Manhattan has a new mayor and mayor pro tem in Usha Reddi and Wynn Butler, respectively.
Manhattan city commissioners on Tuesday selected Reddi and Butler for the two positions during the first meeting of 2020. Reddi and Butler serve in their positions until January 2021.
Reddi, who served as mayor pro tem before being selected as mayor, served as the mayor of Manhattan in 2016 and 2017. She is also a Democratic candidate for the U.S. Senate in Kansas.
“I’m honored to be the mayor of Manhattan once again,” Reddi said. “And it’s a thrill to be here on the shoulders of many, and I hope many more follow in our footsteps. It’s a hard job, but I think everybody is capable of participating in this process.”
During the meeting, city clerk Brenda Wolf asked commissioners for nominations for mayor and mayor pro tem. Traditionally, the nominees are the commissioners who received the most votes in the previous election — in this case, the 2017 election.
Reddi said mental health is still a priority for her as mayor.
“There is a need in our community, and it must be addressed,” Reddi said.
Joining them on the commission are new commissioners Mark Hatesohl and Aaron Estabrook. Incumbent Linda Morse was also sworn in as a commissioner.
Morse and Hatesohl were elected to four-year terms while Estabrook, who finished in third place, earned a two-year term. Morse won the election while Hatesohl finished in second place.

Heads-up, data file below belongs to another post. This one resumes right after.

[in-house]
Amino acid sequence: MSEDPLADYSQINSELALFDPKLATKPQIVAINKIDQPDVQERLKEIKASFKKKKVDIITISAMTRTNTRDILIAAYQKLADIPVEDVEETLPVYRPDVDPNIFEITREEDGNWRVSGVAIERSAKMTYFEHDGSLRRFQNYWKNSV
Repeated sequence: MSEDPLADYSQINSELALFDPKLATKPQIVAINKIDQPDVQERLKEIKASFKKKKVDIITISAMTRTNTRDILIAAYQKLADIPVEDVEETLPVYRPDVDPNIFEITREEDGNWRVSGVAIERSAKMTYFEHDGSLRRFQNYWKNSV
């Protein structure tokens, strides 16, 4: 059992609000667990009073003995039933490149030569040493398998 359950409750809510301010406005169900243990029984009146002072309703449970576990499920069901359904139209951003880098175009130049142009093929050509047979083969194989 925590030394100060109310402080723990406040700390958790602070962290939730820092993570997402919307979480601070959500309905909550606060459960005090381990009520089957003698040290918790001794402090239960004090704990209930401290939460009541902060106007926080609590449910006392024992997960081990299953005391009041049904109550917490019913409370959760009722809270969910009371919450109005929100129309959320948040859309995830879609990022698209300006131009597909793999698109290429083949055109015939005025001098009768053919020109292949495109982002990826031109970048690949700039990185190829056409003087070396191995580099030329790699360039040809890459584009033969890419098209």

Former mayor Mike Dodson and commissioner Jerred McKee departed from the commission Tuesday.
Dodson recognized various city departments, officials and volunteers that keep the city functioning in his closing remarks as mayor. He said he thinks the future is bright for Manhattan, despite some challenges.
“I just want to thank everybody. It’s been a great experience for me,” Dodson said.
City manager Ron Fehr and Reddi presented Dodson with a plaque and collage of photos. Reddi thanked Dodson for his service and said she is glad to have Dodson as a friend.
McKee said each commissioner has taught him a lot over the past two years, and he said he hoped he was able to teach things to the other commissioners as well.
“It’s been an absolute privilege to serve with these four on the commission,” McKee said.
He discussed the importance of the presence of young people in Manhattan, stating that many people in the community were surprised that he served as a commissioner because of his younger age.
“Don’t think of me as special because I’m not special,” McKee said.
“Find more people who are like me because they are out there and willing to engage on these issues and be a part of this community. And the minute that we start doing a better job engaging them, we’ll stop having meetings wondering why we can’t keep people here.”
McKee, who teared up during his remarks, said he is a better person because of serving on the commission.
Fehr and Reddi presented McKee with his own city flag, a plaque and a photo collage.
Reddi said she thought the commission over the past two years was diverse in that it served a variety of constituents with different religions, political parties, genders, ethnicities, ages, sexual orientations and marital statuses.
“Manhattan has a lot to be proud of,” Reddi said.